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C peptide and GAD antibodies back

Discussion in 'Type 1 Diabetes' started by TypeZero., Jun 30, 2020.

  1. TypeZero.

    TypeZero. · Well-Known Member

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    I just want to cry forever. Newly diagnosed and received my results:

    C peptide is 113
    GAD antibodies is 713

    Have no clue on the units but I’m already struggling with my diabetes. My DSN said right now I’m taking about (14u) half the background insulin I should be. I’m barely managing right now I can’t imagine my life in a few months time when my body ceases insulin production.

    By the way does anyone know what the units for my test results are because I want to do research but they’re measured differently online
     
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  2. Rokaab

    Rokaab Type 1 · Well-Known Member

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    You might find it actually gets easier when you stop producing your own insulin, some have said their honeymoon period can be volatile making it more difficult than if there was no insulin at all being produced.

    Can't help with the numbers I'm afraid, those tests didn't exist when I was diagnosed (neither did the internet).
    I don't know whether I even had a honeymoon period or not, quite possibly not, but back then there wasn't even MDI - mixed insulins only I think.
     
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  3. ert

    ert Type 1 · Well-Known Member

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    I'm really sorry to hear your news. The units for the c-peptide will be pmol/L and GAD antibodies U/ml. Here's a link to a c-peptide unit converter in case you're reading an article with different units: http://unitslab.com/node/111
     
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    #3 ert, Jun 30, 2020 at 3:07 PM
    Last edited: Jun 30, 2020
  4. Jaylee

    Jaylee Type 1 · Moderator
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    Hi,

    It's great you finally got your results..
    Incidentally. How are your fasting (in general.) BG levels on your current Lantus dosage?
     
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  5. TypeZero.

    TypeZero. · Well-Known Member

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    Based on my Libre my BG profile throughout the night mostly is flat. I sleep on 6mmol/L and wake up around the same.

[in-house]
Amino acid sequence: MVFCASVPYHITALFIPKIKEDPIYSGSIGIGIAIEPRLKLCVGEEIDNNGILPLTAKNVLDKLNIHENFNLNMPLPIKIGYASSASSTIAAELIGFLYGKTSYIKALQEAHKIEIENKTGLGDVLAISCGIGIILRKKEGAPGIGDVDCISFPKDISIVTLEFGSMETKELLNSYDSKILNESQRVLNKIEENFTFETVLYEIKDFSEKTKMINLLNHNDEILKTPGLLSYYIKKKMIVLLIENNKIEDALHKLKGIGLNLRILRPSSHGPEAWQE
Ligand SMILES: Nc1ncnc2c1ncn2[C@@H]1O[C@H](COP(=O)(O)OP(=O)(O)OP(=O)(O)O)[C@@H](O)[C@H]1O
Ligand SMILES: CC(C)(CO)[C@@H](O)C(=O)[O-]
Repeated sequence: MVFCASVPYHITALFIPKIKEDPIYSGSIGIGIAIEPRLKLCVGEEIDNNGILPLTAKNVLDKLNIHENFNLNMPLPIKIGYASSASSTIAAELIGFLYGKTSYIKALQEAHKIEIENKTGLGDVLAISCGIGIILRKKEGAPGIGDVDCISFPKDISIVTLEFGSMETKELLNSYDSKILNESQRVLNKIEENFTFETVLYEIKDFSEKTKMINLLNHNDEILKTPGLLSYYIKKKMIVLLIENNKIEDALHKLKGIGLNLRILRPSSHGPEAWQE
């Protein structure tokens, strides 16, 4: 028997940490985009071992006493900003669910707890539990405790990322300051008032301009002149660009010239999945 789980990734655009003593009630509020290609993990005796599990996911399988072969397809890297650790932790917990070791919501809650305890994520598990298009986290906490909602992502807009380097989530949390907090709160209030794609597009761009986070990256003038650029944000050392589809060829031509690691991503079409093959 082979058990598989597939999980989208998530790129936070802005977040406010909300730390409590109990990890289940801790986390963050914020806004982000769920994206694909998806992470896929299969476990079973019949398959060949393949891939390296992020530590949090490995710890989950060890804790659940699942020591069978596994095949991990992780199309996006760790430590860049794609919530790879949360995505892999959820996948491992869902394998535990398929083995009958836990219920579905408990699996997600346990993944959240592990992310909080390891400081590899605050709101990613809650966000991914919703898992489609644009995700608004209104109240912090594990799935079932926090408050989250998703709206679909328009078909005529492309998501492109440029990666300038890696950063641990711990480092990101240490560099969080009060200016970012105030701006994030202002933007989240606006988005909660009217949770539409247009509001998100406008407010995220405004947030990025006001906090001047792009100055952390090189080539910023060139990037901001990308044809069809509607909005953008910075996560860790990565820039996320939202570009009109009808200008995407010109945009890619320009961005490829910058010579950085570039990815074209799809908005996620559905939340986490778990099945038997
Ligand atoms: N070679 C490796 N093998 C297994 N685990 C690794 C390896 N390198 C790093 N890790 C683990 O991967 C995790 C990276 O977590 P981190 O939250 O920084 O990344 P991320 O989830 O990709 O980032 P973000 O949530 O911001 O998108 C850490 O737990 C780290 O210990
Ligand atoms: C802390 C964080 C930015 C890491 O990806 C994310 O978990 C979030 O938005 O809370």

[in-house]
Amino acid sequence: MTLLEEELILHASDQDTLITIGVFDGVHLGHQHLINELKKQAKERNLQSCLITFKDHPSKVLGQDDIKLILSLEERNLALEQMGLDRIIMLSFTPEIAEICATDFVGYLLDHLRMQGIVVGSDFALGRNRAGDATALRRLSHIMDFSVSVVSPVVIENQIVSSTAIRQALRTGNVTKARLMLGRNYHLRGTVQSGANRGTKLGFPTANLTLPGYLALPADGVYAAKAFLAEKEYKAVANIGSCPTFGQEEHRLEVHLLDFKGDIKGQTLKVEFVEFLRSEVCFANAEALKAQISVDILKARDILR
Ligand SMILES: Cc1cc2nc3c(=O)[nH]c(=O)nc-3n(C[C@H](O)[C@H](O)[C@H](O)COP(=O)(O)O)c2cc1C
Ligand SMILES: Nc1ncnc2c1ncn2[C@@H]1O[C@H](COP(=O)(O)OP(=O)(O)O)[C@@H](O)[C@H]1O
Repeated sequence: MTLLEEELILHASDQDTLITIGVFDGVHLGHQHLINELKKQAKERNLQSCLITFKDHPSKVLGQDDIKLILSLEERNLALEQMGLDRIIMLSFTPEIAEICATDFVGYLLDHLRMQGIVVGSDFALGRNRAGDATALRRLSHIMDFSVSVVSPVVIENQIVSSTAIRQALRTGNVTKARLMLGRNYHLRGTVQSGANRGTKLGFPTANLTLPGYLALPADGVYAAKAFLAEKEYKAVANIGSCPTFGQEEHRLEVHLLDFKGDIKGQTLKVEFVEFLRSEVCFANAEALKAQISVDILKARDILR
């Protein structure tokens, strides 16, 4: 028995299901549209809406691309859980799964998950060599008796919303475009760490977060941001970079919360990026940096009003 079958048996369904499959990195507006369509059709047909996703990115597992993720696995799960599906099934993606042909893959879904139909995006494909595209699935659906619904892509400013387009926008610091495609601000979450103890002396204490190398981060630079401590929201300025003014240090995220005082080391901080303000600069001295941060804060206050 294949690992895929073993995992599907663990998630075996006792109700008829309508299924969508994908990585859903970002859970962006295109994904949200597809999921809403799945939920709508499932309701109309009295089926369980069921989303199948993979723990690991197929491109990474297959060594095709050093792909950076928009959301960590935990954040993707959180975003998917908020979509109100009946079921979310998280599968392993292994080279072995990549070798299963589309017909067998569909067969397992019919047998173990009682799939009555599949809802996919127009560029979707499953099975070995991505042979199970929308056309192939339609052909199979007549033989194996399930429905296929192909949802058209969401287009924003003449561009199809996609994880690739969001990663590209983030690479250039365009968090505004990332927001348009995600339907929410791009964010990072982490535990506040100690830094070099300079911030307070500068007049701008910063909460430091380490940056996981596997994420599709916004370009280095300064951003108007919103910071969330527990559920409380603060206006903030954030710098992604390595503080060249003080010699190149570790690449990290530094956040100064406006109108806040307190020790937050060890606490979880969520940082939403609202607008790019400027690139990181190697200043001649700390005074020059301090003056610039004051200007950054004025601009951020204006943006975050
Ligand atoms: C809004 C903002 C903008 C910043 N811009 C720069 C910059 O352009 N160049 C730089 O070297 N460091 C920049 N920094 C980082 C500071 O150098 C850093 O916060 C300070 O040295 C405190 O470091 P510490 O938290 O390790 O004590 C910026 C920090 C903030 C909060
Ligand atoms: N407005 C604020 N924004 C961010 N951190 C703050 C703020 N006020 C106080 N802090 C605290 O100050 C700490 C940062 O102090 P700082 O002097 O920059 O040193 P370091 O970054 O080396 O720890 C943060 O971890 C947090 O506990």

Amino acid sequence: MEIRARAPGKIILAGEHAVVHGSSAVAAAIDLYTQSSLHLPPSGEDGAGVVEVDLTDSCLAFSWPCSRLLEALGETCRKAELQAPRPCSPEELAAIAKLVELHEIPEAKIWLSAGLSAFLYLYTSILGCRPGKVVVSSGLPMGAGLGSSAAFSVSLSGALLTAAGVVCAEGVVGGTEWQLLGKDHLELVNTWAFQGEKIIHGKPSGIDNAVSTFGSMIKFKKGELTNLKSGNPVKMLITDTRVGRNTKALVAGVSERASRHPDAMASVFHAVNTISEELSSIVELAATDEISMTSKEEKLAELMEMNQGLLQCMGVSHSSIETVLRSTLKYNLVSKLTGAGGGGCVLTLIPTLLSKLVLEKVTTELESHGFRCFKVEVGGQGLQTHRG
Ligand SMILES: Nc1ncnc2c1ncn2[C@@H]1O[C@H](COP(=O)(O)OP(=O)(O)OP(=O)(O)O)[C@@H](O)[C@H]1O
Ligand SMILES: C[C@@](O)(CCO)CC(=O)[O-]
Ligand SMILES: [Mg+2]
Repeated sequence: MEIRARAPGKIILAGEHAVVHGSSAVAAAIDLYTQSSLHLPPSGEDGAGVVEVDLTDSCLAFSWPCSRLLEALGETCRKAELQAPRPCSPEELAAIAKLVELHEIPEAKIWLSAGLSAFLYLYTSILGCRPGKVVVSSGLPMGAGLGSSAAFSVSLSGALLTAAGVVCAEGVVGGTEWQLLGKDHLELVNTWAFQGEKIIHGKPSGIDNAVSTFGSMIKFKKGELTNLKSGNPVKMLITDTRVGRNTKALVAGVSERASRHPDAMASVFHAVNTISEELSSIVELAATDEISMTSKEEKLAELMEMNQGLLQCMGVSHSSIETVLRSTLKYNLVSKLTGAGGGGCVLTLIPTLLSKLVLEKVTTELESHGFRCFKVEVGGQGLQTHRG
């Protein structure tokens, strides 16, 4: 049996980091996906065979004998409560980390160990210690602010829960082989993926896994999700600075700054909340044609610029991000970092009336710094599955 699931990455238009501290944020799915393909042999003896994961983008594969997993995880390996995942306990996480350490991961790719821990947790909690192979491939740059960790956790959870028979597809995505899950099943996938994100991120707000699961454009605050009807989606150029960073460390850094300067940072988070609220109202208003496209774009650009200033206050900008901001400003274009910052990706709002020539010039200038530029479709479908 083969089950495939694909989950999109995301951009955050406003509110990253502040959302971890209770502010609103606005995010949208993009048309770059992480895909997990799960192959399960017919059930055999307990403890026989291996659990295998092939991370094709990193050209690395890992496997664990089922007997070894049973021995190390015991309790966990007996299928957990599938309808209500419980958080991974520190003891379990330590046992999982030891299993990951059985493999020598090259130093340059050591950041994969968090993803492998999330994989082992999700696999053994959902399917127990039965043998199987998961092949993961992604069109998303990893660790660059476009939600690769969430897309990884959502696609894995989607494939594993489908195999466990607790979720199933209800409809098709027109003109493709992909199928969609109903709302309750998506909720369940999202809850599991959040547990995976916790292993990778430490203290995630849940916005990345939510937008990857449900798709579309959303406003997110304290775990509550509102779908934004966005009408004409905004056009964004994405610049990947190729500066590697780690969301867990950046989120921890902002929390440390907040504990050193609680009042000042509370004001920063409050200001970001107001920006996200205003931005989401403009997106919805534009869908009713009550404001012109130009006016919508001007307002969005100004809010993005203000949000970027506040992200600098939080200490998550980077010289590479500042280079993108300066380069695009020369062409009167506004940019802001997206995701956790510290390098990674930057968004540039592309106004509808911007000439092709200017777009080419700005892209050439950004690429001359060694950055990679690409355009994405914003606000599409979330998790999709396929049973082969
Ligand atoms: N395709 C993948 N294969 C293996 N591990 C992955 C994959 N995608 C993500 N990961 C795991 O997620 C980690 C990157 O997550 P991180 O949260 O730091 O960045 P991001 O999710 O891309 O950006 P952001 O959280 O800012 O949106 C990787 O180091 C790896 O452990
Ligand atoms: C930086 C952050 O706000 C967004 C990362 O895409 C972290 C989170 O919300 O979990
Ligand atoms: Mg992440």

I don’t know if it’s just me but I keep getting different patterns. For 5 days I might have a dawn effect at 3am but for 10 days I might have the dawn effect when I wake up at 6am. Sometimes my blood sugar goes down naturally from when I sleep to 1am then rebounds back to exactly what it was before bed, in the morning.

    I wake up around 6am on 6mmol/L then by the time I have prepared my breakfast at 6:20am I’m on 9mmol/L. Literally for no reason at all I stopped using my Libre for 1 day and I can see how much I’m missing it. I have 2 sensors left which I think I will use on my month-long holiday and then transfer to Dexcom because it’s more accurate
     
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  6. porl69

    porl69 Type 1 · Well-Known Member

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    Welcome to the weird world of T1D.
     
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  7. Fairygodmother

    Fairygodmother Type 1 · Well-Known Member

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    That sounds like the simyogi (if I’ve spelled it right), most people get it. It’s when the liver releases glucose to give you energy to power greater activity when you get up from sleep and release insulin to aid its entry to cells. It can be erratic. The trouble is that when you don’t make sufficient, or any insulin, blood sugars rise.
    Some people have found that they can prevent the rise in blood sugars it causes by eating a bit of non carbohydrate food either immediately on rising or even before they get up. Things like a bit of cheese, a couple of spoonfuls of yoghurt or a handful of almonds have been known to work.